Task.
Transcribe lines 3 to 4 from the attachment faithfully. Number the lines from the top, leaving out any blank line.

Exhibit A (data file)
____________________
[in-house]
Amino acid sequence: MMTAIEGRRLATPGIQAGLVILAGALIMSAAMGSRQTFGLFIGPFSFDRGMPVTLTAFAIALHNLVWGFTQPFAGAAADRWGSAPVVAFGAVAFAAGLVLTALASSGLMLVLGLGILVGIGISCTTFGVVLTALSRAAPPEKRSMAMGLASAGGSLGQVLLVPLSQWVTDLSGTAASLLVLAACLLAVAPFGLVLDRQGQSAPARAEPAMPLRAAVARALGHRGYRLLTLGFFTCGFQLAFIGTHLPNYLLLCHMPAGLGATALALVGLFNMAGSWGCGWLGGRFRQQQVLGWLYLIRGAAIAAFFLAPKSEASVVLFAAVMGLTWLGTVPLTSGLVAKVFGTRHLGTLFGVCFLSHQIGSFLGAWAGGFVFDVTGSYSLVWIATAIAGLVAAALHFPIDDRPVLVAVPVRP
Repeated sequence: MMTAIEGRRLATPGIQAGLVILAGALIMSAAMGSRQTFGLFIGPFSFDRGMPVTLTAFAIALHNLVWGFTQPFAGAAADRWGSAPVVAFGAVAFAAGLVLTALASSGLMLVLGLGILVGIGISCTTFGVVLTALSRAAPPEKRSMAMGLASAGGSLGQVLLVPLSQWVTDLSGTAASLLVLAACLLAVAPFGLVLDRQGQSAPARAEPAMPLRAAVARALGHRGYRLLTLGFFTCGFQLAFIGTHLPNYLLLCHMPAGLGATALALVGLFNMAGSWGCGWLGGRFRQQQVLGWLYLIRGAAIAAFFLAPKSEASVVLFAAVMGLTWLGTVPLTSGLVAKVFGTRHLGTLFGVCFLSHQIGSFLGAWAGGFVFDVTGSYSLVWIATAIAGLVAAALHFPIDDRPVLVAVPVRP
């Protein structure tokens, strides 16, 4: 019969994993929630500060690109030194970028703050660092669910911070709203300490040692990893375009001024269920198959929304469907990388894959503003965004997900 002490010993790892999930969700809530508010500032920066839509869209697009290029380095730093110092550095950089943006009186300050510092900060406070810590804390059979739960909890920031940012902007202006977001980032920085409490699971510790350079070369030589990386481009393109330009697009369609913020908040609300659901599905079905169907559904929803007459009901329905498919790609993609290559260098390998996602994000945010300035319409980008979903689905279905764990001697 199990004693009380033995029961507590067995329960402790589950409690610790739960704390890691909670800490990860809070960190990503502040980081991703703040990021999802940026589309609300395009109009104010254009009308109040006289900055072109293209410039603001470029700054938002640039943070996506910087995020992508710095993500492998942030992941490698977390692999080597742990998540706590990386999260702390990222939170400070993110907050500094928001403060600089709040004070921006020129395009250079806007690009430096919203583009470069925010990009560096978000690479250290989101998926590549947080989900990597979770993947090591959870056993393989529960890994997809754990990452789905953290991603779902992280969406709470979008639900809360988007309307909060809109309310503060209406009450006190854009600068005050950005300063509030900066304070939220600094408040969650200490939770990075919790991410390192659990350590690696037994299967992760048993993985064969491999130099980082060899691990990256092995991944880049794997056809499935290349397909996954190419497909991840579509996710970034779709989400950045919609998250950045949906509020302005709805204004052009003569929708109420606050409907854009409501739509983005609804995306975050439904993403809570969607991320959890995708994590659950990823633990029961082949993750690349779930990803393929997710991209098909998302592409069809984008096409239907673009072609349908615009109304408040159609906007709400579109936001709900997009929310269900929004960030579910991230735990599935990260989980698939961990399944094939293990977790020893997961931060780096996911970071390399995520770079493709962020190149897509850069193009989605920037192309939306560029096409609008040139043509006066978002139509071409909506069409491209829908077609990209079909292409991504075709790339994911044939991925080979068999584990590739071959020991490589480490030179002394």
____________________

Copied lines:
Repeated sequence: MMTAIEGRRLATPGIQAGLVILAGALIMSAAMGSRQTFGLFIGPFSFDRGMPVTLTAFAIALHNLVWGFTQPFAGAAADRWGSAPVVAFGAVAFAAGLVLTALASSGLMLVLGLGILVGIGISCTTFGVVLTALSRAAPPEKRSMAMGLASAGGSLGQVLLVPLSQWVTDLSGTAASLLVLAACLLAVAPFGLVLDRQGQSAPARAEPAMPLRAAVARALGHRGYRLLTLGFFTCGFQLAFIGTHLPNYLLLCHMPAGLGATALALVGLFNMAGSWGCGWLGGRFRQQQVLGWLYLIRGAAIAAFFLAPKSEASVVLFAAVMGLTWLGTVPLTSGLVAKVFGTRHLGTLFGVCFLSHQIGSFLGAWAGGFVFDVTGSYSLVWIATAIAGLVAAALHFPIDDRPVLVAVPVRP
């Protein structure tokens, strides 16, 4: 019969994993929630500060690109030194970028703050660092669910911070709203300490040692990893375009001024269920198959929304469907990388894959503003965004997900 002490010993790892999930969700809530508010500032920066839509869209697009290029380095730093110092550095950089943006009186300050510092900060406070810590804390059979739960909890920031940012902007202006977001980032920085409490699971510790350079070369030589990386481009393109330009697009369609913020908040609300659901599905079905169907559904929803007459009901329905498919790609993609290559260098390998996602994000945010300035319409980008979903689905279905764990001697 199990004693009380033995029961507590067995329960402790589950409690610790739960704390890691909670800490990860809070960190990503502040980081991703703040990021999802940026589309609300395009109009104010254009009308109040006289900055072109293209410039603001470029700054938002640039943070996506910087995020992508710095993500492998942030992941490698977390692999080597742990998540706590990386999260702390990222939170400070993110907050500094928001403060600089709040004070921006020129395009250079806007690009430096919203583009470069925010990009560096978000690479250290989101998926590549947080989900990597979770993947090591959870056993393989529960890994997809754990990452789905953290991603779902992280969406709470979008639900809360988007309307909060809109309310503060209406009450006190854009600068005050950005300063509030900066304070939220600094408040969650200490939770990075919790991410390192659990350590690696037994299967992760048993993985064969491999130099980082060899691990990256092995991944880049794997056809499935290349397909996954190419497909991840579509996710970034779709989400950045919609998250950045949906509020302005709805204004052009003569929708109420606050409907854009409501739509983005609804995306975050439904993403809570969607991320959890995708994590659950990823633990029961082949993750690349779930990803393929997710991209098909998302592409069809984008096409239907673009072609349908615009109304408040159609906007709400579109936001709900997009929310269900929004960030579910991230735990599935990260989980698939961990399944094939293990977790020893997961931060780096996911970071390399995520770079493709962020190149897509850069193009989605920037192309939306560029096409609008040139043509006066978002139509071409909506069409491209829908077609990209079909292409991504075709790339994911044939991925080979068999584990590739071959020991490589480490030179002394």